Submarines: SSGNs Finally See Combat

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August 30, 2011: With nearly all of Libya overrun by rebels, it was possible to get a close look at how well the American Tomahawk TLAM-E did in its first combat use. The missile performed as predicted. Most of these Tomahawks were fired during the initial air attack on March 19th. Moreover, most of the Tomahawks (over a hundred) launched on that day were fired by one ship; the nuclear submarine USS Florida.  This was the first time an SSGN saw combat, but not the first time nuclear subs have fired missiles in wartime (U.S. SSNs have fired Tomahawks several times.)

The USS Florida was one of four Ohio class ballistic missile submarines (SSBN) converted to cruise missile submarines (SSGN). The USS Florida and the other three SSGNs entered service over the last five years, and this is the first time one of them fired its missiles in combat. Each of these Ohio class boats now carry 154 Tomahawk cruise missiles, and provides space for 66 commandos (usually SEALs) and their equipment.

The idea of converting ballistic missile subs, that would have to be scrapped to fulfill disarmament agreements, has been bouncing around since the 1990s. After September 11, 2001, the idea got some traction. The navy submariners love this one, because they lost a lot of their reason for being with the end of the Cold War. The United States had built a powerful nuclear submarine force during the Cold War, but with the rapid disappearance of the Soviet navy in the 1990s, there was little reason to keep over a hundred nuclear subs in commission. These boats are expensive, costing over a billion each to build and over a million dollars a week to operate. The four Ohio class SSBN being converted each have at least twenty years of life left in them.

The idea of a sub, armed with 154 highly accurate cruise missiles, and capable of rapidly traveling under water (ignoring weather, or observation) at a speed of over 1,200 kilometers a day, to a far off hot spot, had great appeal in the post-Cold War world. The ability to carry a large force of commandos as well was also attractive. In one sub you have your choice of hammer or scalpel. More capable cruise missiles are in the works as well. Whether or not this multi-billion dollar investment will pay off remains to be seen, but it certainly worked off Libya.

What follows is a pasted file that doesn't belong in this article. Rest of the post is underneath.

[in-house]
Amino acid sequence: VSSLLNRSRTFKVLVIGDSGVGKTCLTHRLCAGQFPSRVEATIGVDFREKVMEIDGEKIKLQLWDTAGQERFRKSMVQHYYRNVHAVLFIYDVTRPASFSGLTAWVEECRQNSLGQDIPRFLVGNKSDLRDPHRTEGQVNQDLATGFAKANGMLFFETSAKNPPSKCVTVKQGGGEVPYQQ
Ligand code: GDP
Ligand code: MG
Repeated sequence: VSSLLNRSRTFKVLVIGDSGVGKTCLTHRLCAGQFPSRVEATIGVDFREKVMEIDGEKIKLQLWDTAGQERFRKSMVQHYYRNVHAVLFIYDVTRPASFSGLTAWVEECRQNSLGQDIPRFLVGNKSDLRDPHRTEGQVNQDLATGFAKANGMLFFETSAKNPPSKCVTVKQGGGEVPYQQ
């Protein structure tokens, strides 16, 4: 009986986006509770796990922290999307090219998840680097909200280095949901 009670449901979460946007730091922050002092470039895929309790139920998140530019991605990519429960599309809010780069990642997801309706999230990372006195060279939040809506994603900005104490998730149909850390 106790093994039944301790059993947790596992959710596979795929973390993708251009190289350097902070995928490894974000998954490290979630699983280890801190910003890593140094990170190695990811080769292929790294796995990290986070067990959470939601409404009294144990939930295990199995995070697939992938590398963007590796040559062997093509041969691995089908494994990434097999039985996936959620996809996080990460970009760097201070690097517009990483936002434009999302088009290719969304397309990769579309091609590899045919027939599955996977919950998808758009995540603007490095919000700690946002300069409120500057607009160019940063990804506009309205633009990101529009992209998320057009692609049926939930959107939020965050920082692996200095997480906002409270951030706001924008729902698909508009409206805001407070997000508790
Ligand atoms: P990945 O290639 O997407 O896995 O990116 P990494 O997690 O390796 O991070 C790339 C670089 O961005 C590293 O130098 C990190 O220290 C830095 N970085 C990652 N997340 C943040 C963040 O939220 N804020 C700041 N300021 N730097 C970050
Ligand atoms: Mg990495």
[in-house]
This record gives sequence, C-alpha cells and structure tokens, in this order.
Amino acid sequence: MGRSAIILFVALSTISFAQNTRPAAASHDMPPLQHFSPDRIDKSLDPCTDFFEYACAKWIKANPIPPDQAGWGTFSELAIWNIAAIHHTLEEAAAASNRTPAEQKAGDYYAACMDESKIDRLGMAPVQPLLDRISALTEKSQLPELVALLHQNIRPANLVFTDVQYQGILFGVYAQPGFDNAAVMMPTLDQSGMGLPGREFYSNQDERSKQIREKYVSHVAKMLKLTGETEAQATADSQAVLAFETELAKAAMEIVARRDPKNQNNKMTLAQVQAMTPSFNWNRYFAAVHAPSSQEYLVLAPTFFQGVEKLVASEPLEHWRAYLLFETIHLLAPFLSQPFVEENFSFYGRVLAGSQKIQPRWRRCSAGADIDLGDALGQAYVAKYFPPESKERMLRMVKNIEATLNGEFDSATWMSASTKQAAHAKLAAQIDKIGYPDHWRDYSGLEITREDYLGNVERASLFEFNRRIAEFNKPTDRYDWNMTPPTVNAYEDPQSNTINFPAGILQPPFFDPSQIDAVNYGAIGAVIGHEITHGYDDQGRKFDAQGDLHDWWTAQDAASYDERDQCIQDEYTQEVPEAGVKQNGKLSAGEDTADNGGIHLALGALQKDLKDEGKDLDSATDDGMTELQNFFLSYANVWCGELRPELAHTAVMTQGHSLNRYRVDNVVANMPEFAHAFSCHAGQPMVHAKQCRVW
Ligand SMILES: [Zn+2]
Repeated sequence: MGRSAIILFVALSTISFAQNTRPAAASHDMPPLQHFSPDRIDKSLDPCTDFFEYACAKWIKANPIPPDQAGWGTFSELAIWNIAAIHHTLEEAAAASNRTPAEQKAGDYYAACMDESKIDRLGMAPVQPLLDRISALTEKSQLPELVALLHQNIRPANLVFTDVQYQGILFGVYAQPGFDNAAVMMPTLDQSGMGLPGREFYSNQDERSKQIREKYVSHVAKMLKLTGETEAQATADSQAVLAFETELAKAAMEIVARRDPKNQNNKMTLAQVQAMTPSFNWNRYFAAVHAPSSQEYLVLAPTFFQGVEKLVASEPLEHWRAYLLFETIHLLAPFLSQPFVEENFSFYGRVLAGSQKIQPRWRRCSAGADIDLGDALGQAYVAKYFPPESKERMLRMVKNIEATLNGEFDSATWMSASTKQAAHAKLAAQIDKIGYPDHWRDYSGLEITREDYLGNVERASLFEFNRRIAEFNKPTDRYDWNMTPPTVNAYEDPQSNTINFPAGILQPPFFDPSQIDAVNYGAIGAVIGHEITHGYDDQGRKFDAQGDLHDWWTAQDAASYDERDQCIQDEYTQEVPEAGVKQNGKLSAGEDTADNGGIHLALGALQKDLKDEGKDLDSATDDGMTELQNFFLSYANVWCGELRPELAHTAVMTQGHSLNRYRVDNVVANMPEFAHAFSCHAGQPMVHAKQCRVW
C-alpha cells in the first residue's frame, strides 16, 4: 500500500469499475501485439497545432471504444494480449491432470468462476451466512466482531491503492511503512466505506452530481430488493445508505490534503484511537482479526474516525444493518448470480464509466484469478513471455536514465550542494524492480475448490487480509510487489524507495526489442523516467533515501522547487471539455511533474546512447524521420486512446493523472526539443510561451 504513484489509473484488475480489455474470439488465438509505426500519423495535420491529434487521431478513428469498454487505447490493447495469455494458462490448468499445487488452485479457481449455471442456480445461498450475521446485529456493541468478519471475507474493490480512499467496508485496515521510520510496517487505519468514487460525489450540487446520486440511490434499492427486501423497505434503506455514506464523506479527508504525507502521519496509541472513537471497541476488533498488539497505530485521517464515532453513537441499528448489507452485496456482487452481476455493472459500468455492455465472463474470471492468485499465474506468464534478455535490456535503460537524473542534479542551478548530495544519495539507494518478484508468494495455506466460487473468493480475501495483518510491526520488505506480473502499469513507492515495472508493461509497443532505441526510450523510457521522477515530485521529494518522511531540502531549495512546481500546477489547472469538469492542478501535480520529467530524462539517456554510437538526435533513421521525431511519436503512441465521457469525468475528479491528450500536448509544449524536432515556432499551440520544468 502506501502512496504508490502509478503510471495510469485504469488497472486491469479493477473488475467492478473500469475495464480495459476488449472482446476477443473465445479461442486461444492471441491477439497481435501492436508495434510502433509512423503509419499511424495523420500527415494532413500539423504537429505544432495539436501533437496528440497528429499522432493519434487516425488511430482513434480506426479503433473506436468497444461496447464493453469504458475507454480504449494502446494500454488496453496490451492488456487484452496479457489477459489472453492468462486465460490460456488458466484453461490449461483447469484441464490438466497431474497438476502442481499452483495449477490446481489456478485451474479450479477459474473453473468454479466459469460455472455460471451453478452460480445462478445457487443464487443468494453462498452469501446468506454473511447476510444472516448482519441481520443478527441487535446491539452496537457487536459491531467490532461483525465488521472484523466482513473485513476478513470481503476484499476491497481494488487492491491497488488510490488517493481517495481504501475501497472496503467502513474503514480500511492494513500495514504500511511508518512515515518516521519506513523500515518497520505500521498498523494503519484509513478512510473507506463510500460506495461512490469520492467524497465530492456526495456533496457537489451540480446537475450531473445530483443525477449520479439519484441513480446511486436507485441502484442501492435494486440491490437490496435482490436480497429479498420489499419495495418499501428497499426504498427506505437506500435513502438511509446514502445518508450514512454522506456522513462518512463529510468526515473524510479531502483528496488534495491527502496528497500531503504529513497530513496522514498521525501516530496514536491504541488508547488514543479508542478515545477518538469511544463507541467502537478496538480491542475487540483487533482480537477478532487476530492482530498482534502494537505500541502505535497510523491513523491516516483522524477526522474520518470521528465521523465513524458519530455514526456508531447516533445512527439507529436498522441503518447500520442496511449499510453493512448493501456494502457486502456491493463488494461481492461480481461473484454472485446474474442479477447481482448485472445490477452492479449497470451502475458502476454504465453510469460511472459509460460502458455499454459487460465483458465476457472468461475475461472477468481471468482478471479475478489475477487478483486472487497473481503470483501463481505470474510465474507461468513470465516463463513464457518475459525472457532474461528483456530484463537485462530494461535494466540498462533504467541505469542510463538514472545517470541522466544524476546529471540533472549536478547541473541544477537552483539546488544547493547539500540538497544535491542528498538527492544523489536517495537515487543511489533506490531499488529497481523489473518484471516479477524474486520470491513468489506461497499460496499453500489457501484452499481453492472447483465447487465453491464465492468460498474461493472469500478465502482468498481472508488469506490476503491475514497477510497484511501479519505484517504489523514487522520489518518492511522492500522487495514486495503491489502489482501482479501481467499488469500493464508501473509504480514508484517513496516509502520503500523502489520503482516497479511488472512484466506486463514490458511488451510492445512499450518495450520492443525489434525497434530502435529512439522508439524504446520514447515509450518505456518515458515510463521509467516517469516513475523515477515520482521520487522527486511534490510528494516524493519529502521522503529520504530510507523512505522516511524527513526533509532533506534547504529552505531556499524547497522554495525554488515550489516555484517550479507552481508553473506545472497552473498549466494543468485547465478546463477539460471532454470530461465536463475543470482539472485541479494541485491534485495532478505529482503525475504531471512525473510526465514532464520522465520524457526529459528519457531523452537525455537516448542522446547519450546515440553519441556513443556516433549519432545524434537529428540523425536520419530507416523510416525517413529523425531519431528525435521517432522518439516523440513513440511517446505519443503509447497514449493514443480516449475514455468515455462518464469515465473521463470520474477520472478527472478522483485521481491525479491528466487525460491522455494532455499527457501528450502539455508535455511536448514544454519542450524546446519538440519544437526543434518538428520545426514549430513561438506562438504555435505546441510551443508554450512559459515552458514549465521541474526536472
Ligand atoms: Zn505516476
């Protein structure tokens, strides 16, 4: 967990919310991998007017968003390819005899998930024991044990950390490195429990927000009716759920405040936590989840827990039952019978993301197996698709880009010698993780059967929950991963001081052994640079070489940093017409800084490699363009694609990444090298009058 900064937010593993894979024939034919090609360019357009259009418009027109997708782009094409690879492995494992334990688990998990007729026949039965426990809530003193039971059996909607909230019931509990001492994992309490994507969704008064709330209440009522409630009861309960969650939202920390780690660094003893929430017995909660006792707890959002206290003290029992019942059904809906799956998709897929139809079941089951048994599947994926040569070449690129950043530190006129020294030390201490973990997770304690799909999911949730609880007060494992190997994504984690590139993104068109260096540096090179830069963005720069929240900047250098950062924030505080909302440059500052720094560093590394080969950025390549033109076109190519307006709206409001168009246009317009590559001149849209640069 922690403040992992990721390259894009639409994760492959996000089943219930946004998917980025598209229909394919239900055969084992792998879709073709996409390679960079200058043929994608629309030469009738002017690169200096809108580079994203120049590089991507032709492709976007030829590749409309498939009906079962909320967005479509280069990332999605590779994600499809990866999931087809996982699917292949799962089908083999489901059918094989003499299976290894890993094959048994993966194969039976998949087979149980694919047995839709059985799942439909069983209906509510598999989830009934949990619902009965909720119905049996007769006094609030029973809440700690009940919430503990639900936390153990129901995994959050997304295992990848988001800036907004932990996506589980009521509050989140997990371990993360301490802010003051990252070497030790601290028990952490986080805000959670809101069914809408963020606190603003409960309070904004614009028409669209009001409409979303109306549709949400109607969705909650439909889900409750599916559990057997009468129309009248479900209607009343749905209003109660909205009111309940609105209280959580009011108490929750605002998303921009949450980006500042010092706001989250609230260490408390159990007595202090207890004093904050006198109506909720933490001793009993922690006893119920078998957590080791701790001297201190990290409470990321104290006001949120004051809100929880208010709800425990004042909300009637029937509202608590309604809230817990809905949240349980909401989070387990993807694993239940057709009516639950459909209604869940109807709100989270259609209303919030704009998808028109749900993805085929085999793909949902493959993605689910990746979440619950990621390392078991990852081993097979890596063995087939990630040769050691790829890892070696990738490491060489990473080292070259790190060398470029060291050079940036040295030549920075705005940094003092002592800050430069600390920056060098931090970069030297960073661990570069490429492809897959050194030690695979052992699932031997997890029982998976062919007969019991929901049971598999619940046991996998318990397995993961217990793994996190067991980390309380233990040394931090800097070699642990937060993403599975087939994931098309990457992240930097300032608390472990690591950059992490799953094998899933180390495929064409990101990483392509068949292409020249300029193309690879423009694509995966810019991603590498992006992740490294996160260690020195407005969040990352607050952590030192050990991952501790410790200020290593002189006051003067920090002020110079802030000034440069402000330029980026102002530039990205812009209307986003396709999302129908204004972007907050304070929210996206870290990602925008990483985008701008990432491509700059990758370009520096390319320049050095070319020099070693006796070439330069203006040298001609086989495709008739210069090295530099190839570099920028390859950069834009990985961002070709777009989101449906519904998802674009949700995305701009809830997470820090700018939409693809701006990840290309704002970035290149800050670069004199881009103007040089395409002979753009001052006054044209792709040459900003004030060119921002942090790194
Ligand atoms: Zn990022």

And then there’s the new Tomahawk. The RGM-109E Block IV Surface Ship Vertical Launched Tomahawk Land Attack Missile weighs 1.2 ton, is six meters (18 feet) long, has a range of 1,600 kilometers, getting there at a speed of 600-900 kilometers an hour, flying at an altitude of 17-32 meters (50-100 feet) and propelled by a jet engine generating only 600 pounds of thrust. Accuracy is on a par with JDAM (10 meters/ 31 feet). The Block IV Tomahawk can be reprogrammed in flight to hit another target and carries a vidcam to allow a missile to check on prospective targets.

But there’s always something new. Last year, there was a successful test of the new JMEW (Joint Multi-Effects Warhead System) warhead for the Tomahawk Block IV cruise missile. The new, 450 kg (1,000 pound) warhead is designed mainly for penetrating underground bunkers, but it will also provide excellent blast effect for less robust targets. Exact penetration was not revealed. JMEW uses laser terminal guidance, enabling it to hit within a few meters (ten feet) of its aiming point. JMEW can also hit moving targets.

 

 


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